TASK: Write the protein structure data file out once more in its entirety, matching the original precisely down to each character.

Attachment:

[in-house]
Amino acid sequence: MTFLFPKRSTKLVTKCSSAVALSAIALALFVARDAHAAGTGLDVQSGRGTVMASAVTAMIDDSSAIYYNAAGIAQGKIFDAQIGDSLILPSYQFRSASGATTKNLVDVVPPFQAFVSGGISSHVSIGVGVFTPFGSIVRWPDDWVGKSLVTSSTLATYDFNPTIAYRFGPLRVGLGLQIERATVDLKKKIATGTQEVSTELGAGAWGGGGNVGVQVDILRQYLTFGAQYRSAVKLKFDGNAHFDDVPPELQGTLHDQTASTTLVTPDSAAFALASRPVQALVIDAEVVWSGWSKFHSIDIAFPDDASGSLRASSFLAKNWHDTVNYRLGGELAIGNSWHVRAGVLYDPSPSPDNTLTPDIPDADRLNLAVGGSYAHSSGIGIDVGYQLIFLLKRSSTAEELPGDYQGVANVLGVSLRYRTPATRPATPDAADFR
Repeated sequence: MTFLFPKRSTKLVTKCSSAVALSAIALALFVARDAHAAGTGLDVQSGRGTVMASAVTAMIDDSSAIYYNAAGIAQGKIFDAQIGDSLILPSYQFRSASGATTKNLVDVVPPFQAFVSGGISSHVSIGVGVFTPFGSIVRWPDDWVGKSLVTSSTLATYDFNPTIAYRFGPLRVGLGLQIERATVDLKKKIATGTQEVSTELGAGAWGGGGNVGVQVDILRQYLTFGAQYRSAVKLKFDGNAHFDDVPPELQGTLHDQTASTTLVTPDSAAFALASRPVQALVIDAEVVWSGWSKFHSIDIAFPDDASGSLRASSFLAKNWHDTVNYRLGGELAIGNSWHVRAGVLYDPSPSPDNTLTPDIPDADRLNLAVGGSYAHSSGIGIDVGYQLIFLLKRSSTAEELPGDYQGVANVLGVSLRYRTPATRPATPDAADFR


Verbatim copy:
[in-house]
Amino acid sequence: MTFLFPKRSTKLVTKCSSAVALSAIALALFVARDAHAAGTGLDVQSGRGTVMASAVTAMIDDSSAIYYNAAGIAQGKIFDAQIGDSLILPSYQFRSASGATTKNLVDVVPPFQAFVSGGISSHVSIGVGVFTPFGSIVRWPDDWVGKSLVTSSTLATYDFNPTIAYRFGPLRVGLGLQIERATVDLKKKIATGTQEVSTELGAGAWGGGGNVGVQVDILRQYLTFGAQYRSAVKLKFDGNAHFDDVPPELQGTLHDQTASTTLVTPDSAAFALASRPVQALVIDAEVVWSGWSKFHSIDIAFPDDASGSLRASSFLAKNWHDTVNYRLGGELAIGNSWHVRAGVLYDPSPSPDNTLTPDIPDADRLNLAVGGSYAHSSGIGIDVGYQLIFLLKRSSTAEELPGDYQGVANVLGVSLRYRTPATRPATPDAADFR
Repeated sequence: MTFLFPKRSTKLVTKCSSAVALSAIALALFVARDAHAAGTGLDVQSGRGTVMASAVTAMIDDSSAIYYNAAGIAQGKIFDAQIGDSLILPSYQFRSASGATTKNLVDVVPPFQAFVSGGISSHVSIGVGVFTPFGSIVRWPDDWVGKSLVTSSTLATYDFNPTIAYRFGPLRVGLGLQIERATVDLKKKIATGTQEVSTELGAGAWGGGGNVGVQVDILRQYLTFGAQYRSAVKLKFDGNAHFDDVPPELQGTLHDQTASTTLVTPDSAAFALASRPVQALVIDAEVVWSGWSKFHSIDIAFPDDASGSLRASSFLAKNWHDTVNYRLGGELAIGNSWHVRAGVLYDPSPSPDNTLTPDIPDADRLNLAVGGSYAHSSGIGIDVGYQLIFLLKRSSTAEELPGDYQGVANVLGVSLRYRTPATRPATPDAADFR